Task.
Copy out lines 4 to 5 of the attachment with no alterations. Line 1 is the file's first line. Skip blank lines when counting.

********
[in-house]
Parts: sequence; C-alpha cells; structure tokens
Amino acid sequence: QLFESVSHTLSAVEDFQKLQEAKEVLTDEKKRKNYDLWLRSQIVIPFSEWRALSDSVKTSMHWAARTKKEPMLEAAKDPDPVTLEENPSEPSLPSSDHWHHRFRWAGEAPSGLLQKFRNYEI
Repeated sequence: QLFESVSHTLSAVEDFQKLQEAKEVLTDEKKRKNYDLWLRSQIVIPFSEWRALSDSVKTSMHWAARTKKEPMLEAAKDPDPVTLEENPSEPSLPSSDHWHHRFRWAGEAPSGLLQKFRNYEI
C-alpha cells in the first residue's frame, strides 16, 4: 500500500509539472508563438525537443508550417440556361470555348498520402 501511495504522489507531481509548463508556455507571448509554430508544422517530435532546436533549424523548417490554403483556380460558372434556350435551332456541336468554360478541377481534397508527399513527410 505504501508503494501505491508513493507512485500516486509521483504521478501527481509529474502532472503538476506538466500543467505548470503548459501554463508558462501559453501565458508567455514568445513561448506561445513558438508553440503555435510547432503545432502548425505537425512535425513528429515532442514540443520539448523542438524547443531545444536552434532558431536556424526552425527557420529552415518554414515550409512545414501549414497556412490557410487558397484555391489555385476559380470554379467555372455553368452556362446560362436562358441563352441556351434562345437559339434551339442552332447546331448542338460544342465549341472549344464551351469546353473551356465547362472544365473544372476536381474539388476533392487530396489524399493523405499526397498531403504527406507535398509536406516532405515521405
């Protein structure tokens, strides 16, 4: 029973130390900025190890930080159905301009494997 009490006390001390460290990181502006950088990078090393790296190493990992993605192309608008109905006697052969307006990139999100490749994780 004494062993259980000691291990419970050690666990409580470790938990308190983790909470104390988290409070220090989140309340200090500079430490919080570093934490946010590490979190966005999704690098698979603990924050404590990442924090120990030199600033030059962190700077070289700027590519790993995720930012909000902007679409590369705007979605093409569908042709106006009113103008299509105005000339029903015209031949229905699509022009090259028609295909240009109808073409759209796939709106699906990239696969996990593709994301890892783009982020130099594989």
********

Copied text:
Repeated sequence: QLFESVSHTLSAVEDFQKLQEAKEVLTDEKKRKNYDLWLRSQIVIPFSEWRALSDSVKTSMHWAARTKKEPMLEAAKDPDPVTLEENPSEPSLPSSDHWHHRFRWAGEAPSGLLQKFRNYEI
C-alpha cells in the first residue's frame, strides 16, 4: 500500500509539472508563438525537443508550417440556361470555348498520402 501511495504522489507531481509548463508556455507571448509554430508544422517530435532546436533549424523548417490554403483556380460558372434556350435551332456541336468554360478541377481534397508527399513527410 505504501508503494501505491508513493507512485500516486509521483504521478501527481509529474502532472503538476506538466500543467505548470503548459501554463508558462501559453501565458508567455514568445513561448506561445513558438508553440503555435510547432503545432502548425505537425512535425513528429515532442514540443520539448523542438524547443531545444536552434532558431536556424526552425527557420529552415518554414515550409512545414501549414497556412490557410487558397484555391489555385476559380470554379467555372455553368452556362446560362436562358441563352441556351434562345437559339434551339442552332447546331448542338460544342465549341472549344464551351469546353473551356465547362472544365473544372476536381474539388476533392487530396489524399493523405499526397498531403504527406507535398509536406516532405515521405